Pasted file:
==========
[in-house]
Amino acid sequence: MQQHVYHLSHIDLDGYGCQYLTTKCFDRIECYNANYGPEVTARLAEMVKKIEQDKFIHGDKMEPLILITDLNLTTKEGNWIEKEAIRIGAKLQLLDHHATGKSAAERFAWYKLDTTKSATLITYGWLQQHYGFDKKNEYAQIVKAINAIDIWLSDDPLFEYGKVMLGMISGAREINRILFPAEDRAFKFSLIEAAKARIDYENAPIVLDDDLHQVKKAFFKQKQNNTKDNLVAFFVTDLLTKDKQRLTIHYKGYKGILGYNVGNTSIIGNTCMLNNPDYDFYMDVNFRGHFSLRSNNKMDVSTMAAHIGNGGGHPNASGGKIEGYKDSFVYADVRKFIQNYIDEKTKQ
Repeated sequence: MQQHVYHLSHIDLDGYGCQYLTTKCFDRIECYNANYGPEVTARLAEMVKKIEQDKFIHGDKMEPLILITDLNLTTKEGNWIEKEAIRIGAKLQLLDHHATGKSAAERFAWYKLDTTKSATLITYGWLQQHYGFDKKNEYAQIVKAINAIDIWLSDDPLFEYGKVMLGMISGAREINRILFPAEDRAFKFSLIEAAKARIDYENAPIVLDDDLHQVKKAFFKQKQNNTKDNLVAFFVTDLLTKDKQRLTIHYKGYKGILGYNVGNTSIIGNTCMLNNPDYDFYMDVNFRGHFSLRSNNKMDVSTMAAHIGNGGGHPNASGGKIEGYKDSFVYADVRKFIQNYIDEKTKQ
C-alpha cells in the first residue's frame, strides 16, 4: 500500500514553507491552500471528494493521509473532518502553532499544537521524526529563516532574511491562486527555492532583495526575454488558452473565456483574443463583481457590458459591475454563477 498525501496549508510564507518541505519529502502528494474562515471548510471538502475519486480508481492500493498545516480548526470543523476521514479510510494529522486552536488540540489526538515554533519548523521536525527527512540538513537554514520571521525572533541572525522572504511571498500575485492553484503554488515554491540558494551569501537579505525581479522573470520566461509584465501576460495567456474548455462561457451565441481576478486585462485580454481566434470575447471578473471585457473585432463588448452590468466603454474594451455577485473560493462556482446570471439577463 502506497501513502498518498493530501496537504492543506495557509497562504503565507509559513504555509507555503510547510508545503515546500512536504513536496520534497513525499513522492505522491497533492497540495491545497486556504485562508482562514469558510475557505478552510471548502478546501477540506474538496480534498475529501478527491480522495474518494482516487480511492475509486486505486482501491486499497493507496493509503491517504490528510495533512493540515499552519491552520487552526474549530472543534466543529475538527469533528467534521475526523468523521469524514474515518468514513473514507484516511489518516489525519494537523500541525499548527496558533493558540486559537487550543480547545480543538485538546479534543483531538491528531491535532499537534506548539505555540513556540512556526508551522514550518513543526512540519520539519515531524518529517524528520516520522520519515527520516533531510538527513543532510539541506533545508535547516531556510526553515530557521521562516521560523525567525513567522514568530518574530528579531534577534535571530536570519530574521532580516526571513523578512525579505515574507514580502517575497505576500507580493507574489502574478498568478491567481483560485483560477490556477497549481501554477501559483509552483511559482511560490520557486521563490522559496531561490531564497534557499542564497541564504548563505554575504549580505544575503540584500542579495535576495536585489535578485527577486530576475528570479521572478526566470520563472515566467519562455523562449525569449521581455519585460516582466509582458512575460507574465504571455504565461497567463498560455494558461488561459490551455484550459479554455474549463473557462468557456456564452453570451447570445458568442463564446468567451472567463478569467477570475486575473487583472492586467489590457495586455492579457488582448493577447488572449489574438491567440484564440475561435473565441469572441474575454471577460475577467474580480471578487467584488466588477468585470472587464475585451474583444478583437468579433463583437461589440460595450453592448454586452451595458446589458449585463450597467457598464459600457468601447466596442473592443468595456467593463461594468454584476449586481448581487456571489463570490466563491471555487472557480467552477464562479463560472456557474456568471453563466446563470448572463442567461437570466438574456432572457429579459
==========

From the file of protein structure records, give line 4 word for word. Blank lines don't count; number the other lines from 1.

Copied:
C-alpha cells in the first residue's frame, strides 16, 4: 500500500514553507491552500471528494493521509473532518502553532499544537521524526529563516532574511491562486527555492532583495526575454488558452473565456483574443463583481457590458459591475454563477 498525501496549508510564507518541505519529502502528494474562515471548510471538502475519486480508481492500493498545516480548526470543523476521514479510510494529522486552536488540540489526538515554533519548523521536525527527512540538513537554514520571521525572533541572525522572504511571498500575485492553484503554488515554491540558494551569501537579505525581479522573470520566461509584465501576460495567456474548455462561457451565441481576478486585462485580454481566434470575447471578473471585457473585432463588448452590468466603454474594451455577485473560493462556482446570471439577463 502506497501513502498518498493530501496537504492543506495557509497562504503565507509559513504555509507555503510547510508545503515546500512536504513536496520534497513525499513522492505522491497533492497540495491545497486556504485562508482562514469558510475557505478552510471548502478546501477540506474538496480534498475529501478527491480522495474518494482516487480511492475509486486505486482501491486499497493507496493509503491517504490528510495533512493540515499552519491552520487552526474549530472543534466543529475538527469533528467534521475526523468523521469524514474515518468514513473514507484516511489518516489525519494537523500541525499548527496558533493558540486559537487550543480547545480543538485538546479534543483531538491528531491535532499537534506548539505555540513556540512556526508551522514550518513543526512540519520539519515531524518529517524528520516520522520519515527520516533531510538527513543532510539541506533545508535547516531556510526553515530557521521562516521560523525567525513567522514568530518574530528579531534577534535571530536570519530574521532580516526571513523578512525579505515574507514580502517575497505576500507580493507574489502574478498568478491567481483560485483560477490556477497549481501554477501559483509552483511559482511560490520557486521563490522559496531561490531564497534557499542564497541564504548563505554575504549580505544575503540584500542579495535576495536585489535578485527577486530576475528570479521572478526566470520563472515566467519562455523562449525569449521581455519585460516582466509582458512575460507574465504571455504565461497567463498560455494558461488561459490551455484550459479554455474549463473557462468557456456564452453570451447570445458568442463564446468567451472567463478569467477570475486575473487583472492586467489590457495586455492579457488582448493577447488572449489574438491567440484564440475561435473565441469572441474575454471577460475577467474580480471578487467584488466588477468585470472587464475585451474583444478583437468579433463583437461589440460595450453592448454586452451595458446589458449585463450597467457598464459600457468601447466596442473592443468595456467593463461594468454584476449586481448581487456571489463570490466563491471555487472557480467552477464562479463560472456557474456568471453563466446563470448572463442567461437570466438574456432572457429579459